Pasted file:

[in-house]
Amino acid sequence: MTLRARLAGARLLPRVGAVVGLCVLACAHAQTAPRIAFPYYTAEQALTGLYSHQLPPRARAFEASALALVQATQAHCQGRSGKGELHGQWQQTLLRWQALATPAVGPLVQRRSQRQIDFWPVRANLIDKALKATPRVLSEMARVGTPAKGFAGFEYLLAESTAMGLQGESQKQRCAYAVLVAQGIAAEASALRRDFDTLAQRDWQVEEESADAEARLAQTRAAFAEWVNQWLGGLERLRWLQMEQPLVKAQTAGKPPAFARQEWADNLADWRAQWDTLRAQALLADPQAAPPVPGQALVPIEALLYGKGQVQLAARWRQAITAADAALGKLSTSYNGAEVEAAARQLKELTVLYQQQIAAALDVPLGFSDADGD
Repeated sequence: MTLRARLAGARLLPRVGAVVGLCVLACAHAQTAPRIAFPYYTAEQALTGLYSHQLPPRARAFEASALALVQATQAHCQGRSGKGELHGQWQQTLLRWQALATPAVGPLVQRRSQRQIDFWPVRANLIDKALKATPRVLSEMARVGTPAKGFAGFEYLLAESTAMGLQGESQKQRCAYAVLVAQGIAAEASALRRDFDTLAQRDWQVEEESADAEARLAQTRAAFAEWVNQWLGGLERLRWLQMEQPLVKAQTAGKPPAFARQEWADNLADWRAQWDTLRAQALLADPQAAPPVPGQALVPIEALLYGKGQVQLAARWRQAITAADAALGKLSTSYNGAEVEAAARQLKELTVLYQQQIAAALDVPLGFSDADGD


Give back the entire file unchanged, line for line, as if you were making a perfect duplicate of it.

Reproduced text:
[in-house]
Amino acid sequence: MTLRARLAGARLLPRVGAVVGLCVLACAHAQTAPRIAFPYYTAEQALTGLYSHQLPPRARAFEASALALVQATQAHCQGRSGKGELHGQWQQTLLRWQALATPAVGPLVQRRSQRQIDFWPVRANLIDKALKATPRVLSEMARVGTPAKGFAGFEYLLAESTAMGLQGESQKQRCAYAVLVAQGIAAEASALRRDFDTLAQRDWQVEEESADAEARLAQTRAAFAEWVNQWLGGLERLRWLQMEQPLVKAQTAGKPPAFARQEWADNLADWRAQWDTLRAQALLADPQAAPPVPGQALVPIEALLYGKGQVQLAARWRQAITAADAALGKLSTSYNGAEVEAAARQLKELTVLYQQQIAAALDVPLGFSDADGD
Repeated sequence: MTLRARLAGARLLPRVGAVVGLCVLACAHAQTAPRIAFPYYTAEQALTGLYSHQLPPRARAFEASALALVQATQAHCQGRSGKGELHGQWQQTLLRWQALATPAVGPLVQRRSQRQIDFWPVRANLIDKALKATPRVLSEMARVGTPAKGFAGFEYLLAESTAMGLQGESQKQRCAYAVLVAQGIAAEASALRRDFDTLAQRDWQVEEESADAEARLAQTRAAFAEWVNQWLGGLERLRWLQMEQPLVKAQTAGKPPAFARQEWADNLADWRAQWDTLRAQALLADPQAAPPVPGQALVPIEALLYGKGQVQLAARWRQAITAADAALGKLSTSYNGAEVEAAARQLKELTVLYQQQIAAALDVPLGFSDADGD